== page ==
• Implicit measures are not consciously directed and are assumed to be automatic, which may make implicit measures more valid and reliable than explicit measures (such as self-reports in which you can do manipulation in self reporting). People can hold implicit prejudicial attitudes, but express explicit attitudes that report little prejudice. Implicit measures help account for these situations and look at attitudes that a person may not be aware of or want to show.
  • The stronger an implicit attitude the more likely it is that it will show up in an explicit attitude. Strong attitudes are stable and not easily changed due to persuasion and can therefore help predict behaviors.
  • Implicit measures therefore usually rely on an indirect measure of attitude.

Structure of Attitude:

  • Attitude has three components as illustrated by the ABC Model: affective, behavioral and cognitive. Three components:
  1. Affective / Emotional component (How do you feel about it?)
  2. Cognitive component  (What do you think about it?)
  3. Behavioral component (Are you walking the walk or just talking the talk?)
  • Although every attitude has these three components, any particular attitude can be based on one component more than another.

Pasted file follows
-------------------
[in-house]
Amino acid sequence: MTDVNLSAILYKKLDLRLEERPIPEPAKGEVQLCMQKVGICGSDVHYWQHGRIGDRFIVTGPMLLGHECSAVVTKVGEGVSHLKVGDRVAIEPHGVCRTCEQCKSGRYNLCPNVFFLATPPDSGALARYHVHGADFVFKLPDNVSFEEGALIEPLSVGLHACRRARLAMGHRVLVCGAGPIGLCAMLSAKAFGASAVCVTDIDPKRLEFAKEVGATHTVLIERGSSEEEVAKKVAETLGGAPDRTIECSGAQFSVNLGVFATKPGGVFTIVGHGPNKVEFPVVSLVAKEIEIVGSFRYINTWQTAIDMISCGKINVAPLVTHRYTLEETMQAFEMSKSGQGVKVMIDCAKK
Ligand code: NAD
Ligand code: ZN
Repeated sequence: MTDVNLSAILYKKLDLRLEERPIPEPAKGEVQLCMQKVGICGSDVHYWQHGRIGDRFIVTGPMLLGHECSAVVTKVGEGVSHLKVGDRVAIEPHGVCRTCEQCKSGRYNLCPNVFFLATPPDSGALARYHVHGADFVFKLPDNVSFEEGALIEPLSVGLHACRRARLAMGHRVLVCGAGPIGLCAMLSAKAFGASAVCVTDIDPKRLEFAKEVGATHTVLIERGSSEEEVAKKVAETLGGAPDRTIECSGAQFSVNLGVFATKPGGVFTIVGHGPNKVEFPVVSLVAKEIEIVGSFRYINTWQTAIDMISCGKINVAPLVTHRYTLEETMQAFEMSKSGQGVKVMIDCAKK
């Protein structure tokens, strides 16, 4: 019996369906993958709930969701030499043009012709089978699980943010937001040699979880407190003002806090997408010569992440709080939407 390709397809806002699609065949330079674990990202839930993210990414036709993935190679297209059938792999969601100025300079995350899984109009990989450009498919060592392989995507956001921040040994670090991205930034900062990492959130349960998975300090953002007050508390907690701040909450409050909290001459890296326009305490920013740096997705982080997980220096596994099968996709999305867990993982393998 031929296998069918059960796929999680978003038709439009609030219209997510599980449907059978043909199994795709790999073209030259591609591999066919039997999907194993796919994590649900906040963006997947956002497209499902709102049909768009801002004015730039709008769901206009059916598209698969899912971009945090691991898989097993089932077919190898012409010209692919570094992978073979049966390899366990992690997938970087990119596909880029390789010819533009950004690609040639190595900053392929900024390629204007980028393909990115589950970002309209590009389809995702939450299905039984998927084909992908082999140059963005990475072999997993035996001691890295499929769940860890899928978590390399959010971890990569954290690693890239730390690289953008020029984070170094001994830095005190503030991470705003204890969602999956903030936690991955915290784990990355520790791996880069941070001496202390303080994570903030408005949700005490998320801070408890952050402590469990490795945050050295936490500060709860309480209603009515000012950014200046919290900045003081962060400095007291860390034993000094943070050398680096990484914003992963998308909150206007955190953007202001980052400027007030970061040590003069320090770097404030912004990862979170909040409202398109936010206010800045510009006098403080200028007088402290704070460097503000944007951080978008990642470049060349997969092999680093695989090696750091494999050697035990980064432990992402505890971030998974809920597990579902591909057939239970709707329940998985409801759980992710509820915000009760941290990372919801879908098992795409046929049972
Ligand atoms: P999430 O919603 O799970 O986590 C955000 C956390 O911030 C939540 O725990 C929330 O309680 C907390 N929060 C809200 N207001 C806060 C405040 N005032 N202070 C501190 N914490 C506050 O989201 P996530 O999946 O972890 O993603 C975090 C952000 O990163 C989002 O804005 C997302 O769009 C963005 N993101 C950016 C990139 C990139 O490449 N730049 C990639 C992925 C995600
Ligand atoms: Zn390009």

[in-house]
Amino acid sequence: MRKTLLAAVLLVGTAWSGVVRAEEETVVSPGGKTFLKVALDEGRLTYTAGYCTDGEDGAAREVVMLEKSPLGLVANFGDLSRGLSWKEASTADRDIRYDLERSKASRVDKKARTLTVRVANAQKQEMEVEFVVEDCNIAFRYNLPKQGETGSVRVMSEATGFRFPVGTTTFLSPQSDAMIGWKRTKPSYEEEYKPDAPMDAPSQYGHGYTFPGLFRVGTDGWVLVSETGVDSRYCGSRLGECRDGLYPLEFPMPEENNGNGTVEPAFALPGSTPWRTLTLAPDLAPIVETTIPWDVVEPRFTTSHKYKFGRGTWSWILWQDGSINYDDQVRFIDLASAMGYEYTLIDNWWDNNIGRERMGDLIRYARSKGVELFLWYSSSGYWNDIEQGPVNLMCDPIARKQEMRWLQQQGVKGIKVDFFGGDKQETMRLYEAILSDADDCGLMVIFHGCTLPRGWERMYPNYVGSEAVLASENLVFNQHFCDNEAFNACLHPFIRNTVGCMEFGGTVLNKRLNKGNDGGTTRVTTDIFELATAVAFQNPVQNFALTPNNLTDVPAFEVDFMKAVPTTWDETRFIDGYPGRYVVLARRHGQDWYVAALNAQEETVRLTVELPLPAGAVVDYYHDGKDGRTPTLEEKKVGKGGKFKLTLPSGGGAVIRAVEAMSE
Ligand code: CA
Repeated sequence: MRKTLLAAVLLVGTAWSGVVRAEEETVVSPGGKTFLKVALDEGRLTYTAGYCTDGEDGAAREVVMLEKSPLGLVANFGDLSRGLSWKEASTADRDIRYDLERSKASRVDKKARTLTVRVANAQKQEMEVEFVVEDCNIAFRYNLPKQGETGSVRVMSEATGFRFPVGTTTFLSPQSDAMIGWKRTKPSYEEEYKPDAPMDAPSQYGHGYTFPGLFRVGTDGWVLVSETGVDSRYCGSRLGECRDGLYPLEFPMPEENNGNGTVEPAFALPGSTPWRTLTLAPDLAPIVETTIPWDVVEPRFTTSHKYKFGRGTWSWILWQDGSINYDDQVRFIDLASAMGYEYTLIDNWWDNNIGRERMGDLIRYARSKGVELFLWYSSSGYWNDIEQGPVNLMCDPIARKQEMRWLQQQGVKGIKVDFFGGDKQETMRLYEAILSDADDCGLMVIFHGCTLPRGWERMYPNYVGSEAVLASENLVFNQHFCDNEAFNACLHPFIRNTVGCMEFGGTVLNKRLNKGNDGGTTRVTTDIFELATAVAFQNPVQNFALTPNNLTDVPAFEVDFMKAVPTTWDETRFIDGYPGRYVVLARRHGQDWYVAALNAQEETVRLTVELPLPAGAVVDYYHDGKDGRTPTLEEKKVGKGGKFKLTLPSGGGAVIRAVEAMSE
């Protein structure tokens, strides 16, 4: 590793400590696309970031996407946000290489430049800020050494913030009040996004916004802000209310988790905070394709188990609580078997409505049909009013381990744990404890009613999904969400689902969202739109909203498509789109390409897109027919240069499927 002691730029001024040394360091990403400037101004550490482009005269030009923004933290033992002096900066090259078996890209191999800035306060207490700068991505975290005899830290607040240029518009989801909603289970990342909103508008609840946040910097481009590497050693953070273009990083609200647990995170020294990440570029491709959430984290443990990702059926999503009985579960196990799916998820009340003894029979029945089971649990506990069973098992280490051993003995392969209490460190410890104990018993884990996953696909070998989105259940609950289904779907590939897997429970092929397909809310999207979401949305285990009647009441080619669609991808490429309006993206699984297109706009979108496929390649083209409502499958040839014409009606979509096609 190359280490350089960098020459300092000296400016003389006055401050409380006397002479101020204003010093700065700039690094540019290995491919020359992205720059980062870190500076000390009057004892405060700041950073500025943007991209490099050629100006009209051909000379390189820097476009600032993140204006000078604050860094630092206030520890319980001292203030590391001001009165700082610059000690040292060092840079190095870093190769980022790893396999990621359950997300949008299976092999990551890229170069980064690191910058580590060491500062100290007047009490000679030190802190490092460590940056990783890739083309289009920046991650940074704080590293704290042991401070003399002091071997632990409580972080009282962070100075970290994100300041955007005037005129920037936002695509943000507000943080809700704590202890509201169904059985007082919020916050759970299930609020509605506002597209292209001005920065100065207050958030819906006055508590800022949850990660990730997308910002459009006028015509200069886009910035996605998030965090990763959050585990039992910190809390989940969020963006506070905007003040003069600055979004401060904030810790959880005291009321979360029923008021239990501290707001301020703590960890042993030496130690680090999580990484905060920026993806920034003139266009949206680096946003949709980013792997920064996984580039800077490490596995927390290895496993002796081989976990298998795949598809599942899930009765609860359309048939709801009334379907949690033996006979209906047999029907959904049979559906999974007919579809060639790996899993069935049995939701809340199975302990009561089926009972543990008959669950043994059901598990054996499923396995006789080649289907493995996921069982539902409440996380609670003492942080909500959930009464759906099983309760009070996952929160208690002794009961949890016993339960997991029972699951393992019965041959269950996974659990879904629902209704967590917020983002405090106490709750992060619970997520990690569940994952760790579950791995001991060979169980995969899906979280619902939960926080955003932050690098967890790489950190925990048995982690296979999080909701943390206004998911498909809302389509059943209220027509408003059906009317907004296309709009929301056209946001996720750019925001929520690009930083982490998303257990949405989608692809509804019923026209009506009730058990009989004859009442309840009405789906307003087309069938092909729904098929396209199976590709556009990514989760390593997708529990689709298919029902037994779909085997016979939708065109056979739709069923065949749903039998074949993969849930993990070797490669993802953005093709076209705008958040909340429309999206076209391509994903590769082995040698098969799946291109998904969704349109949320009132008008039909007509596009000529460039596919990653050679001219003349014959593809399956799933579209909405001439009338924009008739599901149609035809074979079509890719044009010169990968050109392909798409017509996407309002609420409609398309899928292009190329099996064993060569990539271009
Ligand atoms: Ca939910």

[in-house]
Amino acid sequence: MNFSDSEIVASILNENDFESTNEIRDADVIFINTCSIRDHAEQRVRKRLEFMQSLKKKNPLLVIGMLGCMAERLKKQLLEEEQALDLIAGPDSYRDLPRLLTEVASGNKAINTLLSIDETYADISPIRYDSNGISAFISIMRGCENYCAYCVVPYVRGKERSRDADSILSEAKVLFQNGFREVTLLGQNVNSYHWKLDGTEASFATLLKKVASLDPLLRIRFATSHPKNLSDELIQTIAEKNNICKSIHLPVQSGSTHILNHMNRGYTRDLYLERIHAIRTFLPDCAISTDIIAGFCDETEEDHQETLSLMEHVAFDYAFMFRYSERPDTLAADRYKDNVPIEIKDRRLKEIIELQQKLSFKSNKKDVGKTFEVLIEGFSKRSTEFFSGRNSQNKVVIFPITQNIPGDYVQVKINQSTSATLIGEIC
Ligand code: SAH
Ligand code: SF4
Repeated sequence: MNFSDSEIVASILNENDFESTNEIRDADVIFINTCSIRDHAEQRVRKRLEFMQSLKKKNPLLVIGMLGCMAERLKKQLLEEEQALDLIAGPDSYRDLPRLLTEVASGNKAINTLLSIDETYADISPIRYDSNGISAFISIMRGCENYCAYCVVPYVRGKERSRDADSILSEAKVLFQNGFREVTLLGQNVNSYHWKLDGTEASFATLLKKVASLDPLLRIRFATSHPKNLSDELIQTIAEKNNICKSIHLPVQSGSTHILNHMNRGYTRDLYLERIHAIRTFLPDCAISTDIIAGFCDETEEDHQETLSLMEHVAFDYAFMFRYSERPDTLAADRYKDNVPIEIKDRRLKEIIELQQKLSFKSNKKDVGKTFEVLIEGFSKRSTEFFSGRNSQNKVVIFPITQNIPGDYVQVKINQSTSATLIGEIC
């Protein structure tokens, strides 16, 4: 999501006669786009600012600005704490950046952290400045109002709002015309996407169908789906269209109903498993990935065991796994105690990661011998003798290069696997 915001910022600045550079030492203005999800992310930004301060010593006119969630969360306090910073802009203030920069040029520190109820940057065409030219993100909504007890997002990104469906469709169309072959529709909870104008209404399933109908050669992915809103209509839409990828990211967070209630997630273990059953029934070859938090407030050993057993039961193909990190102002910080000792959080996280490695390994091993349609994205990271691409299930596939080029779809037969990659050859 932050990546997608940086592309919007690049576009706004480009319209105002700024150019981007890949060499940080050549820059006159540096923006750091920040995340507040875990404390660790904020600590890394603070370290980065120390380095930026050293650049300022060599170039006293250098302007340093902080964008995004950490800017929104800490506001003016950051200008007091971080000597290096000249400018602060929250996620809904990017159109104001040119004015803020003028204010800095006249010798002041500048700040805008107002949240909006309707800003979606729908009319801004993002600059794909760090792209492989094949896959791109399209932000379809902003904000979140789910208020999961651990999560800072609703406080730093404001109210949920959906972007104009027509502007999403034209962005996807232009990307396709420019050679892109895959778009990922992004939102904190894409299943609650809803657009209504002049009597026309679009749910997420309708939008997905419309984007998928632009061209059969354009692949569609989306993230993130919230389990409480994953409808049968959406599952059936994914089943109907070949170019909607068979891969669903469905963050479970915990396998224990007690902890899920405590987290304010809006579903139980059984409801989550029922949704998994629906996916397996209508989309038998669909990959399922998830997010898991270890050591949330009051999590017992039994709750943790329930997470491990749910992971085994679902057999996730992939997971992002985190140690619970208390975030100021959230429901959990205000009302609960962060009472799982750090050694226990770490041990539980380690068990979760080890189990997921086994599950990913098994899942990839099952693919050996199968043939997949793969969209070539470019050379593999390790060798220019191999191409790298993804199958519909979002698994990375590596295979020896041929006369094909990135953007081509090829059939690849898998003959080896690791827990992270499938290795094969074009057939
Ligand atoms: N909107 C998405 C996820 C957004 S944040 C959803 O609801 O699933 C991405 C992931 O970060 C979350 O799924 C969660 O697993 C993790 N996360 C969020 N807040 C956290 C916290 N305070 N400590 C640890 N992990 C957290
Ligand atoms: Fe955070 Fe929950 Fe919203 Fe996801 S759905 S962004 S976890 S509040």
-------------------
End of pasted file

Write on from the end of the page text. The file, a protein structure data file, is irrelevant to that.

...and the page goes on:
• A criticism of the tripartite view of attitudes is that it requires cognitive, affective, and behavioral associations of an attitude to be consistent, but this may be implausible.

ABC Components of Attitude:

(a) Affective component:

  • The affective component of attributes refer to your feelings or emotions linked to an attitude object. For Example: Suppose Abhishek has ophidiophobia (a phobia of snakes). A snake is an attitude object. Whenever Abhishek is exposed to a snake – whether he sees one or thinks about one – he feels extreme anxiety and fear. This is only one component of this specific attitude.
  • An attitude that is stemmed from or originally created by an emotion is called an affectively-based attitude. Attitudes about hot-button issues – such as politics, sex, and religion – tend to be affectively-based, as they usually come from a person’s values. This type of attitude is used to express and validate our moral belief or value systems.

(b) Behavioral component:

  • Behavioral component refers to the way one tends to act or behave when exposed to an attitude object. For Example: Think about Abhishek and his snake phobia again. We already identified the affective component of his attitude towards snakes – fear and anxiety. How do you think he behaves when it comes to snakes? Most likely, he avoids them whenever possible. If he does see one, he would probably scream or cries. This behavior is the second component of that particular attitude.